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Local legislators express goals for new year
by Angela Spencer
January 16, 2013 08:43 AM | 1414 views | 0 0 comments | 8 8 recommendations | email to a friend | print
The Georgia Legislature reconvened Monday, and local state senators and representatives have specific goals involving jobs, the budget and Fulton County government this year.

North Fulton’s newest state Senator is Brandon Beach who just won former state Senator Chip Rogers’ District 21 seat after he resigned in December.

Beach, who is also president and CEO of the Greater North Fulton Chamber of Commerce, said that in his campaign he pledge to introduce three bills if elected: The Georgia Jobs Act, a bill to reform the “fair share” program and a bill to cap lobbyists gifts at $100 and require candidates to produce bank statements backing up campaign disclosure reports.

The Georgia Job Act would create a statewide opportunity zone for new jobs brought in from out of state.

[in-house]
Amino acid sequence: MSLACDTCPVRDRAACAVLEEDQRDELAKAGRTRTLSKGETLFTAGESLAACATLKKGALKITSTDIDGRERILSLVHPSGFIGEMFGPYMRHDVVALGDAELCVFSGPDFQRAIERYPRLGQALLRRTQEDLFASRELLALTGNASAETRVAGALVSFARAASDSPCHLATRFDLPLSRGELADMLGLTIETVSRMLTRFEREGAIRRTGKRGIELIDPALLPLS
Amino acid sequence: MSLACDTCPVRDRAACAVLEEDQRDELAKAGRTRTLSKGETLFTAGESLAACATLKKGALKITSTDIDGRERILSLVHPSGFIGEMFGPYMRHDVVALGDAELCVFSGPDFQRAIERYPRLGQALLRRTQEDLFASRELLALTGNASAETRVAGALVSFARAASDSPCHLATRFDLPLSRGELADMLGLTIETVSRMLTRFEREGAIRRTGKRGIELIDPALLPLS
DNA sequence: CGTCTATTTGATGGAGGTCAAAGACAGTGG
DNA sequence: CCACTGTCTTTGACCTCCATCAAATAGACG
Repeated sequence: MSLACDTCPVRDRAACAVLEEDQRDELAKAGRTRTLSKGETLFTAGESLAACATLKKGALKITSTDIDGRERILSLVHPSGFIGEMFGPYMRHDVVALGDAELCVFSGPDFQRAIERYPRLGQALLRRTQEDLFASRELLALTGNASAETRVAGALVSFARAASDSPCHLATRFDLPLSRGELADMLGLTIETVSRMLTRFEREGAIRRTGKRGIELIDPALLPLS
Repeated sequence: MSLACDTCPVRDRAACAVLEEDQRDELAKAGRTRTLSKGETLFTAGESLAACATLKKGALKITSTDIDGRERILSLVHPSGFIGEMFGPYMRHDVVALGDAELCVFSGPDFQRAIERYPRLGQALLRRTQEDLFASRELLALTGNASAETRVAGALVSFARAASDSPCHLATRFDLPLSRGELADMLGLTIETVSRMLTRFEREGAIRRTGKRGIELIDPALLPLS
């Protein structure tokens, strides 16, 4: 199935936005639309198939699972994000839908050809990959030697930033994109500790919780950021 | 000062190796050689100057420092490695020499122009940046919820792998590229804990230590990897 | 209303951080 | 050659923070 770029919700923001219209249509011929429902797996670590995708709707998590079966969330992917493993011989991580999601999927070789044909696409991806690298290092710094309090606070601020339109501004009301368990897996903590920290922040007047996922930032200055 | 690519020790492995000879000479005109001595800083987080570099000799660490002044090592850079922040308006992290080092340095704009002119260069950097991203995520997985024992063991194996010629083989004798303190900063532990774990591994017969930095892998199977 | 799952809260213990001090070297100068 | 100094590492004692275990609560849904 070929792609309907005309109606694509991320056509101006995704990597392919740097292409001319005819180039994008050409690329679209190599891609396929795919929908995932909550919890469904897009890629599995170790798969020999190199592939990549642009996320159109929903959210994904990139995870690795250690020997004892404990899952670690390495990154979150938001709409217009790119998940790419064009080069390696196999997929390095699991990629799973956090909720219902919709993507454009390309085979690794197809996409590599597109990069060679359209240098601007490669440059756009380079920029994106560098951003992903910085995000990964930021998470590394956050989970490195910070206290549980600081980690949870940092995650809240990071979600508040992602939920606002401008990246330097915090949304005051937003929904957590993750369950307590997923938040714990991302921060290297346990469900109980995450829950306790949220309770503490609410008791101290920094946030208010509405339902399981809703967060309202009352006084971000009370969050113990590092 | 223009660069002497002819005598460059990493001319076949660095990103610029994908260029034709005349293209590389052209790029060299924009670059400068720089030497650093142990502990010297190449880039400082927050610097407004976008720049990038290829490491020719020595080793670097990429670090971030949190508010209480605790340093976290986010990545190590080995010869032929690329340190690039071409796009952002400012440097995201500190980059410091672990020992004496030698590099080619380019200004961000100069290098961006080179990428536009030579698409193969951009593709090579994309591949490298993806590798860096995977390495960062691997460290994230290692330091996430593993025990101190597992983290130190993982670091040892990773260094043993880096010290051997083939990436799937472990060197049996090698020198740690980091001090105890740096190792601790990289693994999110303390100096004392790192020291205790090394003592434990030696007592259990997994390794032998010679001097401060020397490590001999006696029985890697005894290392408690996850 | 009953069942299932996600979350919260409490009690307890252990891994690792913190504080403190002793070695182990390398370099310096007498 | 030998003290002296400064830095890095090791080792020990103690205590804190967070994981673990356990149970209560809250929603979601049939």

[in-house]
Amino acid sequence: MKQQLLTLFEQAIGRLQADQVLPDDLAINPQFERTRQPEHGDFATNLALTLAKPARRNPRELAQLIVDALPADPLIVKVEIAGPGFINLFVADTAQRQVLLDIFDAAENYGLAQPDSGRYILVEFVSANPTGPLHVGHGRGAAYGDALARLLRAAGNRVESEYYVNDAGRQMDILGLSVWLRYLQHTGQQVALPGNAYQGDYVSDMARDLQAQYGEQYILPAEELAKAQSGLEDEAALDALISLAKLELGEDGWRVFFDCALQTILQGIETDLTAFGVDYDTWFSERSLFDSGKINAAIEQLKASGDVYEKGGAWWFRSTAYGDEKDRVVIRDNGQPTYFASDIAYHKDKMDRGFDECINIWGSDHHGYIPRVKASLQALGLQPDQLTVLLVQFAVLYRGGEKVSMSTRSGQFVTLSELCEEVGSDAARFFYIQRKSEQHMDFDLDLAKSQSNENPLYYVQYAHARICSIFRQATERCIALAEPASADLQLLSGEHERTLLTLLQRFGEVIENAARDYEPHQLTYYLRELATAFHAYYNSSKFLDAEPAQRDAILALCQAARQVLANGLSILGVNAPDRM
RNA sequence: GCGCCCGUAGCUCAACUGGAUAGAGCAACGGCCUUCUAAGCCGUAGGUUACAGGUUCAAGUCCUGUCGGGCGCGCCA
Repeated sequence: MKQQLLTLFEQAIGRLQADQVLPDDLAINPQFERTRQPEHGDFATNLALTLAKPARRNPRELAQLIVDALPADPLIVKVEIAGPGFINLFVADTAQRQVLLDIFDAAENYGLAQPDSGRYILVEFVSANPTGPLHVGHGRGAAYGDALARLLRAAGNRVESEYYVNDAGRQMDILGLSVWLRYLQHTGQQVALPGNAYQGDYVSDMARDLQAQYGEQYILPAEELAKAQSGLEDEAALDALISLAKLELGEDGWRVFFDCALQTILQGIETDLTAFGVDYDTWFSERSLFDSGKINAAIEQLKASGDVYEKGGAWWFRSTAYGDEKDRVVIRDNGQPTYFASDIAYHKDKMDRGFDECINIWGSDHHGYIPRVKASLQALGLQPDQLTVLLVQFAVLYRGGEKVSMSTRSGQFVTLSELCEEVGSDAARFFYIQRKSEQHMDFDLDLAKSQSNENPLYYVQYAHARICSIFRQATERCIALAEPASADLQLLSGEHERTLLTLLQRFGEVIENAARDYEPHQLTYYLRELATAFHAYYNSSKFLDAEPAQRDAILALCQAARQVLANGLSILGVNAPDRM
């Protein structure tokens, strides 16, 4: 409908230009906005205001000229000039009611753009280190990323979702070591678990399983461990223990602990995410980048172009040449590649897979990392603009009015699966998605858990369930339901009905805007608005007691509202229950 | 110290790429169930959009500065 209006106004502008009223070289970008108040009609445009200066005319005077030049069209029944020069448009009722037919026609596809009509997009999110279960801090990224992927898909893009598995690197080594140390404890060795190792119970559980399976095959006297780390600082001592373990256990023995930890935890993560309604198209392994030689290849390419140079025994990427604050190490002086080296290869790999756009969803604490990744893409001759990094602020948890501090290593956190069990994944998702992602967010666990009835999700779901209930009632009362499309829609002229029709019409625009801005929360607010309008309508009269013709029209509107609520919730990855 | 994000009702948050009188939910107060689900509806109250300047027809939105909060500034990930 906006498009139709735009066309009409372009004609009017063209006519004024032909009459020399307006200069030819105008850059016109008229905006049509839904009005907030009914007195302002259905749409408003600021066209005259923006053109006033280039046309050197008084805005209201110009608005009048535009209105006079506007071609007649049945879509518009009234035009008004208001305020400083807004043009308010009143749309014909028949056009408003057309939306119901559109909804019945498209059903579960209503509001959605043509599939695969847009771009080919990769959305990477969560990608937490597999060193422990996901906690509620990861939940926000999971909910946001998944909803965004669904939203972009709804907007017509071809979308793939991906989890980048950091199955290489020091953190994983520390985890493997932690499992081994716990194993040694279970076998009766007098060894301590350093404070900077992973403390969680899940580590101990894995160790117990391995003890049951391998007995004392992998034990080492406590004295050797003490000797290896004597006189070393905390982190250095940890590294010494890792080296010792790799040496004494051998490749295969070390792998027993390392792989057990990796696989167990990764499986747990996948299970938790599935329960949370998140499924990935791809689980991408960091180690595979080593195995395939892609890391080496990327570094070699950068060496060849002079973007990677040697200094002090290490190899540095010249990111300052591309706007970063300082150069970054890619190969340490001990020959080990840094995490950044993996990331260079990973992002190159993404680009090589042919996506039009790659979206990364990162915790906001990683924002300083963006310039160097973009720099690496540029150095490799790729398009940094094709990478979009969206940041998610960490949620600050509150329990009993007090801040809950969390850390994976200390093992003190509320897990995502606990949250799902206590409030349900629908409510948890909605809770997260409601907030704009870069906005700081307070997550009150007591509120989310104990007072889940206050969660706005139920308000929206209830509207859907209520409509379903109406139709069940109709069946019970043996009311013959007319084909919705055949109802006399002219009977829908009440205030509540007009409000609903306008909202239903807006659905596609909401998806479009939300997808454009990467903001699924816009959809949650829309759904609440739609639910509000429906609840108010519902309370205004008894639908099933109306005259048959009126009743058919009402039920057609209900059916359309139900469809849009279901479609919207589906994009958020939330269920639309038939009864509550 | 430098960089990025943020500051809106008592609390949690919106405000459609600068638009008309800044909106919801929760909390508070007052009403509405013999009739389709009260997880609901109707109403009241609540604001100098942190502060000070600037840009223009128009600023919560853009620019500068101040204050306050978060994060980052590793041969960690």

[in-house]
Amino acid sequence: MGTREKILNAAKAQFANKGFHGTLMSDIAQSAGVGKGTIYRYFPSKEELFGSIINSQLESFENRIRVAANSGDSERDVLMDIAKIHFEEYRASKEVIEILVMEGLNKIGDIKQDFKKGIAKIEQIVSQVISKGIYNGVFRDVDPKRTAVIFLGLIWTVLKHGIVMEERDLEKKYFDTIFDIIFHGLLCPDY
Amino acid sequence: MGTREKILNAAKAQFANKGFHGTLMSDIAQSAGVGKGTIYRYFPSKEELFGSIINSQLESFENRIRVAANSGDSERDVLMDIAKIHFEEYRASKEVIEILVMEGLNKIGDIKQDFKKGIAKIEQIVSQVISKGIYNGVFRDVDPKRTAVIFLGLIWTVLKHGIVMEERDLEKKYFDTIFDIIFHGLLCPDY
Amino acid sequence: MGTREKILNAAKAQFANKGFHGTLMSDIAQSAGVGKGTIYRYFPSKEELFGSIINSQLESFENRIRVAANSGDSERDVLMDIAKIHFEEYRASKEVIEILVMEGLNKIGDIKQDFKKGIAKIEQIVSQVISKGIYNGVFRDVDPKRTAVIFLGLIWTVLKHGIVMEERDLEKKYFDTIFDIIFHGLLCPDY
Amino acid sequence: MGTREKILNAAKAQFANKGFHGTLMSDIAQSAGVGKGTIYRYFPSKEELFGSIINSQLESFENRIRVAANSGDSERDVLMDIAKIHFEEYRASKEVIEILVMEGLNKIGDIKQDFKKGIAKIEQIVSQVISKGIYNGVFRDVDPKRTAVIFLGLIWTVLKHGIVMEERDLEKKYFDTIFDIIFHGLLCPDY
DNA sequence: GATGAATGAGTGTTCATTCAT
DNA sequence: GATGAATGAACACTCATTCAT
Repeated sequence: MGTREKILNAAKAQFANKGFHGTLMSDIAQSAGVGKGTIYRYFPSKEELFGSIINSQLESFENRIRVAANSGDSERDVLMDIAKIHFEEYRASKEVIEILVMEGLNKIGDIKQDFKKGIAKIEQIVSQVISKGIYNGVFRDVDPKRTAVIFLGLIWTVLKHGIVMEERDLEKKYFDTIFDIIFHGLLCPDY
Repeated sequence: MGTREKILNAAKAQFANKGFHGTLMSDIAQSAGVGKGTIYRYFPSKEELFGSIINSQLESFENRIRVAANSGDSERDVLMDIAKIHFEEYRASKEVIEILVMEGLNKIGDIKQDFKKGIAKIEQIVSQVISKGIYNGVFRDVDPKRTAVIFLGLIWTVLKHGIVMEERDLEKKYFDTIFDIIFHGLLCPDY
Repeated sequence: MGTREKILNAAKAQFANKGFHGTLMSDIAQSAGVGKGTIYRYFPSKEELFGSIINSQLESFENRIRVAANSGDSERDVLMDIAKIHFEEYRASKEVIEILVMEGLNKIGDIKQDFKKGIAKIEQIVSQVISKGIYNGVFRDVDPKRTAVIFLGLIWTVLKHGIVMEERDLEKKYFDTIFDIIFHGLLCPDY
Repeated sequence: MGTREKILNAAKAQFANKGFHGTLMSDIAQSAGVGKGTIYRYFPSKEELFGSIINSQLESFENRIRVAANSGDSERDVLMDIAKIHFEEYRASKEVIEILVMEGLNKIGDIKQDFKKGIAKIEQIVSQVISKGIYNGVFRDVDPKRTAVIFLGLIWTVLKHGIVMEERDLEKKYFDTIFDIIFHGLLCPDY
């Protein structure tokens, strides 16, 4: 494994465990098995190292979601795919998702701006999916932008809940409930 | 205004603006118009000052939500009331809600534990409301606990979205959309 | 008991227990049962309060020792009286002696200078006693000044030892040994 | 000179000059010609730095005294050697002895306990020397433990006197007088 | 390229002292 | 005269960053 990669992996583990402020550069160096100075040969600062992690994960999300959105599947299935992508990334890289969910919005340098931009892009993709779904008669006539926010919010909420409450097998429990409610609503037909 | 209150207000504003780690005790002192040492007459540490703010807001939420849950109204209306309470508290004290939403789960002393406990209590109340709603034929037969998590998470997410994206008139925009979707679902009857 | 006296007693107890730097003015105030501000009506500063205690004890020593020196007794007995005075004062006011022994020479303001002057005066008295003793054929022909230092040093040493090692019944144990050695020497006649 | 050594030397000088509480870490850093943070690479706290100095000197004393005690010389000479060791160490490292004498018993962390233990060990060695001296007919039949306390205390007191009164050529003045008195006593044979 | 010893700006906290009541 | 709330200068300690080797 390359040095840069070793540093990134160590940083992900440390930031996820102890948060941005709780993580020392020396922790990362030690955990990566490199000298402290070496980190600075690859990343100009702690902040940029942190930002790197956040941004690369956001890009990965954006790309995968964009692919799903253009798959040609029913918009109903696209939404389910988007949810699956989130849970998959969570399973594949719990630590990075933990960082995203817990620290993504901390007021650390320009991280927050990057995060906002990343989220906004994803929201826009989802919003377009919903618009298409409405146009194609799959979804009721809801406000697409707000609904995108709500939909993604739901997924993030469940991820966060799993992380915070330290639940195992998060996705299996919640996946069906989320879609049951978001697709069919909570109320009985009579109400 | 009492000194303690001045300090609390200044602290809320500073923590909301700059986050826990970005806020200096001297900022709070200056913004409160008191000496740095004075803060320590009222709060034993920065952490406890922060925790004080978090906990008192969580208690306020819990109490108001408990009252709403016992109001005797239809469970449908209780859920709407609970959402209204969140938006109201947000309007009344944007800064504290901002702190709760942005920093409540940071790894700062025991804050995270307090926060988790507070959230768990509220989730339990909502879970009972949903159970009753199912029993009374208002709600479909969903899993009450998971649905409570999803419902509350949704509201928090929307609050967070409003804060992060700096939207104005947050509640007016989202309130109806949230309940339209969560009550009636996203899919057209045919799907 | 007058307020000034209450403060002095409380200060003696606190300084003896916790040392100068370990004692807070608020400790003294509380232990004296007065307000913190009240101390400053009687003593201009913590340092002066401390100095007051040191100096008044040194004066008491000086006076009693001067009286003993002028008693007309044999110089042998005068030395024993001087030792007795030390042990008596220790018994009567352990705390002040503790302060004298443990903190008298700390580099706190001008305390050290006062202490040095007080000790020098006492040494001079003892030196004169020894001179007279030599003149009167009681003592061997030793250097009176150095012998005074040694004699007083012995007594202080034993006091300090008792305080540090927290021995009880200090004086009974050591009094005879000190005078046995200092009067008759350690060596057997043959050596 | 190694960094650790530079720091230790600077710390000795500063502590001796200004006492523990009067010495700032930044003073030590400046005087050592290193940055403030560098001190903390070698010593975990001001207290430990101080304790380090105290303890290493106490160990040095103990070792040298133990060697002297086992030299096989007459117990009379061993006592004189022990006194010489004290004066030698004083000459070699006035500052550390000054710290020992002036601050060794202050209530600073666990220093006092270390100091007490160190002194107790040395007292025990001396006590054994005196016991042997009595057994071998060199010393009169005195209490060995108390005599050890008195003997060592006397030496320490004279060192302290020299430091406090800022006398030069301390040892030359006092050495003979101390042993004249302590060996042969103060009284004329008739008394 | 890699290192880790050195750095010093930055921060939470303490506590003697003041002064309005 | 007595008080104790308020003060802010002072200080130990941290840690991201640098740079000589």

“This would result in incremental growth that would expand tax rolls to close the gap in the state budget shortfalls,” Beach said. “Georgia would be truly ‘Open for Business.’”

District 56 state Senator John Albers, R-Roswell, said that, aside from the budget, his goals include the economy and job creation, traffic and transportation solutions and recreating Milton County.

“I will work with my colleagues to introduce several bills including eliminating the GA income tax, reform the department of transportation, raise the school drop out age to 17, registering Senior Care givers with background checks and recreate Milton County for North Fulton,” he said.

District 50 state Rep. Lynne Riley, R-Johns Creek, said she will be working on bills to reform Fulton County government including improvements to service delivery, eliminating waste and inefficiency and reducing the tax burden on citizens.

“This will not detract from the continued efforts to recreate Milton County,” she said. “But will provide relief to everyone in Fulton County while the momentum for self-governance continues to build.”

Riley said she is a proponent for small government and wants to make sure legislation will not create more bureaucracy, will not impose more cost to taxpayers, will not diminish personal freedoms and will provide for a more efficient government.

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